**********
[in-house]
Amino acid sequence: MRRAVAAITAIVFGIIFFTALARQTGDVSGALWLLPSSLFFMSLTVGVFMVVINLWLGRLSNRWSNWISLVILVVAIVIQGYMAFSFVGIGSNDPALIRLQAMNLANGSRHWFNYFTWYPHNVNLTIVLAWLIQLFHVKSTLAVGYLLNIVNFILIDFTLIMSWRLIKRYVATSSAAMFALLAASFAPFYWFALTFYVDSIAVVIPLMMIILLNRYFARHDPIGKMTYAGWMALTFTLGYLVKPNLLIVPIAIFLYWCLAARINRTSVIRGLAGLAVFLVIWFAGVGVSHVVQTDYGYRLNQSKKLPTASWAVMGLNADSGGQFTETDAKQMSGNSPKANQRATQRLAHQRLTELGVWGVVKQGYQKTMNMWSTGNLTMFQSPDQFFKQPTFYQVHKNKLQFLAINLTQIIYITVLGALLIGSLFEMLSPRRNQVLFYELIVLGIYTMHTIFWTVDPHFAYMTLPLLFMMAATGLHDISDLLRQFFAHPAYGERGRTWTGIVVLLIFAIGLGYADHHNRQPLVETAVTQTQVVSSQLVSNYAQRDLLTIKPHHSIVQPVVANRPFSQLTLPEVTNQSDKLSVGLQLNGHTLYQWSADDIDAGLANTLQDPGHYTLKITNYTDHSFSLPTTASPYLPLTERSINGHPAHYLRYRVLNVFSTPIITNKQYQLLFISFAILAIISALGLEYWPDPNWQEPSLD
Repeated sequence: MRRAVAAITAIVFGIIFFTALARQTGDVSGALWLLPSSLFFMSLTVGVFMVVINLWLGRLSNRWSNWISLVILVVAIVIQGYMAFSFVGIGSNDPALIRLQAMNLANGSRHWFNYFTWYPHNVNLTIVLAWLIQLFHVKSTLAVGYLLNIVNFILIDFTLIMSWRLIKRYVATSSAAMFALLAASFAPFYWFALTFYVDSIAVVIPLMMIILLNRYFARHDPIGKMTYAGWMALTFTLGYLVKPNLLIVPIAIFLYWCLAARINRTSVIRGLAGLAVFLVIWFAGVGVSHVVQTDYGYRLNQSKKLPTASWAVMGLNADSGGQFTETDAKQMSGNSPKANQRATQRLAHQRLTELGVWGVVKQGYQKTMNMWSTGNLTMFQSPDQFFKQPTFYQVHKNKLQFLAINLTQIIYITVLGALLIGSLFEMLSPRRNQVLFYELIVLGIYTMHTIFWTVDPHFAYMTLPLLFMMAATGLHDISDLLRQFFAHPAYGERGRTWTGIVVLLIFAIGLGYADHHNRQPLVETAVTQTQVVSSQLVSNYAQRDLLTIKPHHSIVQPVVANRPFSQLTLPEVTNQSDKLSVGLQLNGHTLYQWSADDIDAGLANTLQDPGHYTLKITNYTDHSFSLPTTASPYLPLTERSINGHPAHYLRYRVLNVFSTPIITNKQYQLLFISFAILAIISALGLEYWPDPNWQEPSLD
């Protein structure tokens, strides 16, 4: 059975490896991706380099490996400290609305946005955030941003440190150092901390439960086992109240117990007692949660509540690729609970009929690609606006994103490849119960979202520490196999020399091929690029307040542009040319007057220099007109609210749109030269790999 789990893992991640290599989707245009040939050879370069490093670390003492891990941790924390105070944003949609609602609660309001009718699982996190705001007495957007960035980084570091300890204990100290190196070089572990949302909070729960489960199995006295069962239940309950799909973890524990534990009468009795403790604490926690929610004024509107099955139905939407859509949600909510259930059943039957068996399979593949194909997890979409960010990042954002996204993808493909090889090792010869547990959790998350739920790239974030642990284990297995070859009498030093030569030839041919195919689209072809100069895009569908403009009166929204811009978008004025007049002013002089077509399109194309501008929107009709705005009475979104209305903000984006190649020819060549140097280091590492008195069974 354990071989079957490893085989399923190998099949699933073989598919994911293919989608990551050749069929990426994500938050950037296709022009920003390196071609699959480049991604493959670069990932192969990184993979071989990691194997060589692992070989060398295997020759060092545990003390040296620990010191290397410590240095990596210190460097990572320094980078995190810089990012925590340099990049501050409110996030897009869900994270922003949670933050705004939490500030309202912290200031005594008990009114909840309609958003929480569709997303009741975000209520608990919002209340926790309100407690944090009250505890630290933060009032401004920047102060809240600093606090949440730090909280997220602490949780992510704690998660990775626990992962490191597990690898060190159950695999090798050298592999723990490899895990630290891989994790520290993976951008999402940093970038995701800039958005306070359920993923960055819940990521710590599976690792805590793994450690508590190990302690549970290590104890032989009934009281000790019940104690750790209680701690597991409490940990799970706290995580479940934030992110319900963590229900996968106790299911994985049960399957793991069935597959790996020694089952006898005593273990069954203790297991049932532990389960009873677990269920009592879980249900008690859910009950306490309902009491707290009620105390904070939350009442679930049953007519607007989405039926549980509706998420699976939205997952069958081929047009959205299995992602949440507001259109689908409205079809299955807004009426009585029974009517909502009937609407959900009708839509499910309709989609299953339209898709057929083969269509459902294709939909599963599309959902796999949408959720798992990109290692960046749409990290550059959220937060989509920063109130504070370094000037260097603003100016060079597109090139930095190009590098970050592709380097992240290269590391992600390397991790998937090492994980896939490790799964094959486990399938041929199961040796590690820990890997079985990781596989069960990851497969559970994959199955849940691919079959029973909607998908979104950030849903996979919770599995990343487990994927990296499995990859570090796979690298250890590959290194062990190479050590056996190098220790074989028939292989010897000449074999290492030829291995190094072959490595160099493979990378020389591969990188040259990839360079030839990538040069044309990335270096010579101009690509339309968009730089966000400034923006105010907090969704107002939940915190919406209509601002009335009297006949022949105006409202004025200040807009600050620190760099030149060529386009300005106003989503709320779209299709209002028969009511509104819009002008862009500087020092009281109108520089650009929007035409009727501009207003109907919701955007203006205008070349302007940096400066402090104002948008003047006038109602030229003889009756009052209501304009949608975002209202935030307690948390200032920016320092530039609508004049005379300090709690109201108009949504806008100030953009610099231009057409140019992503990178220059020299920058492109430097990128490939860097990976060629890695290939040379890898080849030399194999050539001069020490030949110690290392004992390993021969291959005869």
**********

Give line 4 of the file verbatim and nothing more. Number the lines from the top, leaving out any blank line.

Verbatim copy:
């Protein structure tokens, strides 16, 4: 059975490896991706380099490996400290609305946005955030941003440190150092901390439960086992109240117990007692949660509540690729609970009929690609606006994103490849119960979202520490196999020399091929690029307040542009040319007057220099007109609210749109030269790999 789990893992991640290599989707245009040939050879370069490093670390003492891990941790924390105070944003949609609602609660309001009718699982996190705001007495957007960035980084570091300890204990100290190196070089572990949302909070729960489960199995006295069962239940309950799909973890524990534990009468009795403790604490926690929610004024509107099955139905939407859509949600909510259930059943039957068996399979593949194909997890979409960010990042954002996204993808493909090889090792010869547990959790998350739920790239974030642990284990297995070859009498030093030569030839041919195919689209072809100069895009569908403009009166929204811009978008004025007049002013002089077509399109194309501008929107009709705005009475979104209305903000984006190649020819060549140097280091590492008195069974 354990071989079957490893085989399923190998099949699933073989598919994911293919989608990551050749069929990426994500938050950037296709022009920003390196071609699959480049991604493959670069990932192969990184993979071989990691194997060589692992070989060398295997020759060092545990003390040296620990010191290397410590240095990596210190460097990572320094980078995190810089990012925590340099990049501050409110996030897009869900994270922003949670933050705004939490500030309202912290200031005594008990009114909840309609958003929480569709997303009741975000209520608990919002209340926790309100407690944090009250505890630290933060009032401004920047102060809240600093606090949440730090909280997220602490949780992510704690998660990775626990992962490191597990690898060190159950695999090798050298592999723990490899895990630290891989994790520290993976951008999402940093970038995701800039958005306070359920993923960055819940990521710590599976690792805590793994450690508590190990302690549970290590104890032989009934009281000790019940104690750790209680701690597991409490940990799970706290995580479940934030992110319900963590229900996968106790299911994985049960399957793991069935597959790996020694089952006898005593273990069954203790297991049932532990389960009873677990269920009592879980249900008690859910009950306490309902009491707290009620105390904070939350009442679930049953007519607007989405039926549980509706998420699976939205997952069958081929047009959205299995992602949440507001259109689908409205079809299955807004009426009585029974009517909502009937609407959900009708839509499910309709989609299953339209898709057929083969269509459902294709939909599963599309959902796999949408959720798992990109290692960046749409990290550059959220937060989509920063109130504070370094000037260097603003100016060079597109090139930095190009590098970050592709380097992240290269590391992600390397991790998937090492994980896939490790799964094959486990399938041929199961040796590690820990890997079985990781596989069960990851497969559970994959199955849940691919079959029973909607998908979104950030849903996979919770599995990343487990994927990296499995990859570090796979690298250890590959290194062990190479050590056996190098220790074989028939292989010897000449074999290492030829291995190094072959490595160099493979990378020389591969990188040259990839360079030839990538040069044309990335270096010579101009690509339309968009730089966000400034923006105010907090969704107002939940915190919406209509601002009335009297006949022949105006409202004025200040807009600050620190760099030149060529386009300005106003989503709320779209299709209002028969009511509104819009002008862009500087020092009281109108520089650009929007035409009727501009207003109907919701955007203006205008070349302007940096400066402090104002948008003047006038109602030229003889009756009052209501304009949608975002209202935030307690948390200032920016320092530039609508004049005379300090709690109201108009949504806008100030953009610099231009057409140019992503990178220059020299920058492109430097990128490939860097990976060629890695290939040379890898080849030399194999050539001069020490030949110690290392004992390993021969291959005869």